With business at stake, Visa and Mastercard look for ways to survive digital payments push

Visa and MasterCard are said to be lobbying the government to make sure that they don’t lose out amid India’s digital payments push, which is being forged through homegrown applications such as the Unified Payment Interface (UPI), Bharat Interface for Money (BHIM) and now Aadhaar Pay, also known as the BHIM-Aadhaar interface.
The card companies are highlighting avenues such as QR codes and contactless payments as part of a bouquet of options to stay relevant in a cashless economy apart from the traditional avenues such as debit and credit cards. The government wants to reduce the use of cash to help track all transactions, ensure taxes are paid and root out black money.
At stake for the card companies is a business worth Rs 6,000 crore with significant growth potential, given that only 5% of India is cashless. Prime Minister Narendra Modi launched Aadhaar Pay, supported by 27 banks and 715,000 merchants, on Friday. BHIM was launched in December last year+ , weeks after demonetisation was announced on November 8 and has already registered 19 million downloads.
Top government officials across central ministries told ET that the card companies are concerned about missing potential business, especially because of the Aadhaar Enabled Payment System (AEPS), given that the unique ID covers close to 99% of the adult population and over 40 crore bank accounts are already linked to Aadhaar. The biometric-based system will allow the authentication of payments through fingerprint readers, for instance, cutting out the card companies completely.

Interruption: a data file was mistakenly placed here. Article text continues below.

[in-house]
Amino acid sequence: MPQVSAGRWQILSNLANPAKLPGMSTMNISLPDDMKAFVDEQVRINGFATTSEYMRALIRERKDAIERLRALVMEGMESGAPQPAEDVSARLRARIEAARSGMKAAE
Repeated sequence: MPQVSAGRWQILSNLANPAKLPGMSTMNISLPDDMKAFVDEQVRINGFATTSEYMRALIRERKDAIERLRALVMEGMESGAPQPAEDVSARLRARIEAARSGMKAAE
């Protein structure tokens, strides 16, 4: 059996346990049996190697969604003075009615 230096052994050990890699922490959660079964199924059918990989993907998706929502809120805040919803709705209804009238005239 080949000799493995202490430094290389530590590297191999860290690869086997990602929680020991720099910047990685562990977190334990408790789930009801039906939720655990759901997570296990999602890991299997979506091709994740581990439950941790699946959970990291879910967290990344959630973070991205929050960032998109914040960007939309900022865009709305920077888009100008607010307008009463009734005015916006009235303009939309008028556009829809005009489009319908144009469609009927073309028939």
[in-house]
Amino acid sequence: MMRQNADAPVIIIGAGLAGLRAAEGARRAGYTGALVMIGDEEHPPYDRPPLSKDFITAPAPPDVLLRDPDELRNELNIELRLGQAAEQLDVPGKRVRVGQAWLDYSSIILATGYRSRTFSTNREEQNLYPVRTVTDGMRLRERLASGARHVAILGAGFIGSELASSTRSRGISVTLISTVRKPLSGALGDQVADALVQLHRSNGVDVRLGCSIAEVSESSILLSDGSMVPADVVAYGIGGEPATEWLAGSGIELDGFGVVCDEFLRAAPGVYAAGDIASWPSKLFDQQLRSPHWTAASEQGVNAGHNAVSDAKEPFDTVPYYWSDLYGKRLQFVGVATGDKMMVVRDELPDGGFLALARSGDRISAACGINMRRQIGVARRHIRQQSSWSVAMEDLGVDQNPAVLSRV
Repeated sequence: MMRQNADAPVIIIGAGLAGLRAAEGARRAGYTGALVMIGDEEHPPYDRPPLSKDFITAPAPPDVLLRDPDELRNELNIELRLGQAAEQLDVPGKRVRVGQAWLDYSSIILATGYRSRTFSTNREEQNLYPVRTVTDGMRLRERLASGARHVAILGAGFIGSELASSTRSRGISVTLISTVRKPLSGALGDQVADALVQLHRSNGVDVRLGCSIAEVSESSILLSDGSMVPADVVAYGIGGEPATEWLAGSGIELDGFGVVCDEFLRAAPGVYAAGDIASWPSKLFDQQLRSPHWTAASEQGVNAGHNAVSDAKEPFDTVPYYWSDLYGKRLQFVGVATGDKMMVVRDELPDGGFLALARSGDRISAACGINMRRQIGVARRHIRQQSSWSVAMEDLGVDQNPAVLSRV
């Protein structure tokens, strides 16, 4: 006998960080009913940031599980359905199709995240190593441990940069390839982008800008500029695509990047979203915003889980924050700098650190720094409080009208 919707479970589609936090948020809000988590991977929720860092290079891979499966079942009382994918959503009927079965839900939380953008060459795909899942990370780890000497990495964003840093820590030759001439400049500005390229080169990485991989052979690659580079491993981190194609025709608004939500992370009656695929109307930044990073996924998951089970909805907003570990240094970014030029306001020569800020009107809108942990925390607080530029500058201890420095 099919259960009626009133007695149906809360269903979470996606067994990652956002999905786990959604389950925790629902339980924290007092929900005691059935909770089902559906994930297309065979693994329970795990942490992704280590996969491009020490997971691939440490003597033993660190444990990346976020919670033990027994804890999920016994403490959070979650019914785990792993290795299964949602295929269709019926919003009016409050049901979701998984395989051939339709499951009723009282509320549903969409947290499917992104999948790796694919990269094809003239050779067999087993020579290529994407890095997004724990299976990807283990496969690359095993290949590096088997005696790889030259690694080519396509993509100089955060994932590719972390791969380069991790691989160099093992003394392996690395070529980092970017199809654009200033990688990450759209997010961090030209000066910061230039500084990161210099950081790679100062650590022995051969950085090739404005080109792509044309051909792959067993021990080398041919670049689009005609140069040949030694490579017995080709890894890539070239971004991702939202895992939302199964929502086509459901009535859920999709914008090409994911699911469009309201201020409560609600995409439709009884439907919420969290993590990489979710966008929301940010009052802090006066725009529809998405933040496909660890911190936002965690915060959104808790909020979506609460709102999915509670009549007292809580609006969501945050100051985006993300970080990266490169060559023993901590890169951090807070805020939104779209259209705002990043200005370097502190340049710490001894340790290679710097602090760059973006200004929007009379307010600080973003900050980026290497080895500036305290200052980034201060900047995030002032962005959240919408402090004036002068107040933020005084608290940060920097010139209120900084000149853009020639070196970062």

Senior executives of the card companies have in the last two months been making their case to departments, including the Niti Aayog and the finance ministry, meeting ministers and top bureaucrats.
It’s not clear whether they’ve been getting a sympathetic hearing.
“We are not in the process of protecting the revenue of private players,” said a senior Niti Aayog official. “The government will continue to provide alternate and cheaper options to end users to enable them to board our digital payment drive.”
Niti Aayog CEO Amitabh Kant has repeatedly said cards and ATMs could become obsolete over the next few years as state-backed systems become operational and gain ground. “Credit cards, debit cards and ATMs will disappear,” he said as recently as April 1.
Visa and MasterCard however said they fully support the government’s digitisation drive and don’t seem to be too perturbed.
MasterCard said it’s held discussions with the government on expanding the payments ecosystem. “We don’t see it as a loss of business. There is enough opportunity for multiple players. Otherwise you wouldn’t have had more banks in the ecosystem or wallet operators or payment solutions,” said Porush Singh, divisional president for MasterCard in South Asia. “We haven’t seen it yet (possible impact), but yes if the consumer finds it more relevant, then we will have to start evaluating.”
Visa too is focused on expanding the market, said TR Ramachandran, group country manager, India and South Asia.
“It’s important to remember the payments industry in India is not a market share game–it is about growing the market and displacing cash,” he said. “We will continue working with the government, our clients and merchants to expand access to electronic payments in support of India’s drive to a less-cash society.”
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